Permanent Housing Last Updated: 11/12/2004 2:27 PM

The only U.S. Government-owned residences are the Ambassador’s and the DCM’s. The Ambassador’s residence, located about 7 minutes by car from the Chancery, is a two-story stucco house in modern Spanish colonial style with a landscaped garden in front and spacious grounds behind. The house includes a large entrance reception hall, powder rooms, living rooms, library, family dining room, and a sunroom opening into a large enclosed terrace. The kitchen, pantry, laundry rooms, storage rooms, and servants’ quarters complete the first floor. The second floor has four bedrooms (one with a fireplace), a study with fireplace and three baths. At the rear of the garden is a heated swimming pool, a cabana with dressing rooms, and a lighted tennis court, which is available for use by American personnel.

The DCM’s home is located in the mountainside neighborhood of San Rafael just above the Vista Hermosa area of Zone 15, about 15 minutes by car from the Chancery. The first floor has entertaining areas with additional patio/balcony space off the living and dining rooms. The first floor also has kitchen and pantry areas and a library/guest room with a full bath. The living quarters on the lower level consists of four bedrooms, a large family room, a separate sitting room, and three baths, with patios and access to the large backyard.

The Marine Security Guard detachment and the detachment commander are provided government-leased quarters. Government-leased housing is also provided to the USAID director. Some government-leased houses are provided to the heads of other agencies represented at post. All other Mission personnel locate and lease their own housing under the Living Quarters Allowances (LQA) program. Most employees are able to locate suitable quarters within 1–3 months of arrival.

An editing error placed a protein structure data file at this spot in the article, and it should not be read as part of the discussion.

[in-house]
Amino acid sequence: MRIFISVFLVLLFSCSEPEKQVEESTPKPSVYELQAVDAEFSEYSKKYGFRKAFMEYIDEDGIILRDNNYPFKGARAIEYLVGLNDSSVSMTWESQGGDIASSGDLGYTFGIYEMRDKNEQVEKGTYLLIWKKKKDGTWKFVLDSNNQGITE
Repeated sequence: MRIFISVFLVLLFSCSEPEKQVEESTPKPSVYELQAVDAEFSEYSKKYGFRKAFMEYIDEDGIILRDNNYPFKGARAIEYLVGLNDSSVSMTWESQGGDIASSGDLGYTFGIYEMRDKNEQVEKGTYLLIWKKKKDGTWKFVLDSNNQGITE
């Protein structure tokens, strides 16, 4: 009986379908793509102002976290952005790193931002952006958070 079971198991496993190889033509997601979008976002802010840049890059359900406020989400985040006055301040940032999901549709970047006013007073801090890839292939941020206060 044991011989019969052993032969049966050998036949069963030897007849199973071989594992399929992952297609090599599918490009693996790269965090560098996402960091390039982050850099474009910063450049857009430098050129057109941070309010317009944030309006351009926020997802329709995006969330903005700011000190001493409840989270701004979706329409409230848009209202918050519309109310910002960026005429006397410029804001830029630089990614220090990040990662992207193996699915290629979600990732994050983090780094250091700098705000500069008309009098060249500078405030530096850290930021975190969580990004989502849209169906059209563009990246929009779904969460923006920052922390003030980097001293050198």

Airgram A-171, dated June 5, 1991, contains the standards that govern the size of quarters that an employee may lease. The U.S. Mission housing policy follows those standards. For security reasons, American officers are restricted to four specified residential zones. Employees may lease single-family homes, apartments, or townhouses in these areas. Although apartments are considered more secure, it remains the employee's individual choice what kind of housing to lease and occupy. Major appliances (refrigerator, freezer, stove, washer, and dryer) are provided to all employees whose agencies have subscribed to this ICASS service.

Rental contracts are required by all lessors and normally run for 1 year with renewal rights. Sample contracts are available from the General Services Office (GSO). Employees are advised to incorporate the “diplomatic clause” (30-day transfer notice) in their leases: this clause is accepted by most lessors. Contract fees and real estate agent’s commissions are generally absorbed by the lessor; however, any question should be settled before signing the contract. Housing must be measured by the GSO, and surveyed and approved by the RSO before a lease can be signed.

Furnishings Last Updated: 6/8/2004 1:40 PM

All Mission personnel, unless otherwise advised by their agency, should bring all their household furniture and furnishings, since the choice of unfurnished quarters is far greater than that of fully or partially furnished quarters and rental cost is significantly less. Loaner furniture is available for use pending the arrival of your HHE.

Light fixtures are provided in most houses, as are curtain rods. If not installed, you should discuss the installation with the lessor when negotiating the lease and defer curtain purchases until a home has been found, as window shapes and sizes vary. Many attractive materials are available locally or can be ordered from the U.S.

Locally manufactured furniture is satisfactory. Tropical hardwoods are available, but are usually unseasoned and may warp. Occasional pieces such as end tables, chairs, or record cabinets are sold, with craftsmanship fair to excellent. Secondhand furniture suited to American tastes is primarily available from departing personnel. Many persons enjoy purchasing antique furniture and collectibles that are available on the street and in shops. Local climate has little adverse effect on furniture or furnishings, except for leather items that mildew during the rainy season. Good reupholstery service and custom carpentry are available at reasonable cost.